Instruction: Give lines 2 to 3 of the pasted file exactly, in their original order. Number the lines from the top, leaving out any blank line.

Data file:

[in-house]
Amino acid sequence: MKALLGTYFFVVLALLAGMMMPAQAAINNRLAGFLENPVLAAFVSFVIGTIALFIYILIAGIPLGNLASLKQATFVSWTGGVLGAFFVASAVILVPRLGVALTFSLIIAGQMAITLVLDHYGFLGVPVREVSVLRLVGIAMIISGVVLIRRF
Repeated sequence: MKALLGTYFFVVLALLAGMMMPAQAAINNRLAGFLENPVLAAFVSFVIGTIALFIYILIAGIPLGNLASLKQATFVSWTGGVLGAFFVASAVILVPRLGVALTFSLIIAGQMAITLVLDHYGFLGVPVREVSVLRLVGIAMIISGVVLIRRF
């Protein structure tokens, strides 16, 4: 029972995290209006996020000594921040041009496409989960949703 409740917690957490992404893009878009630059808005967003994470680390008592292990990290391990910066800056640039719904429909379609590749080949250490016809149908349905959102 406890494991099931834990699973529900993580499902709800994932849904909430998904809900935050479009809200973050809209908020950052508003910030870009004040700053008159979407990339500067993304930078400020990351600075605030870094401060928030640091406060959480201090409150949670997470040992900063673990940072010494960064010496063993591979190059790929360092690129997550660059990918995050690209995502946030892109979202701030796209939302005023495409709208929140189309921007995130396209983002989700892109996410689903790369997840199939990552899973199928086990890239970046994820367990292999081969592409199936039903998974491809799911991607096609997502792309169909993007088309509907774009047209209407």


Amino acid sequence: MKALLGTYFFVVLALLAGMMMPAQAAINNRLAGFLENPVLAAFVSFVIGTIALFIYILIAGIPLGNLASLKQATFVSWTGGVLGAFFVASAVILVPRLGVALTFSLIIAGQMAITLVLDHYGFLGVPVREVSVLRLVGIAMIISGVVLIRRF
Repeated sequence: MKALLGTYFFVVLALLAGMMMPAQAAINNRLAGFLENPVLAAFVSFVIGTIALFIYILIAGIPLGNLASLKQATFVSWTGGVLGAFFVASAVILVPRLGVALTFSLIIAGQMAITLVLDHYGFLGVPVREVSVLRLVGIAMIISGVVLIRRF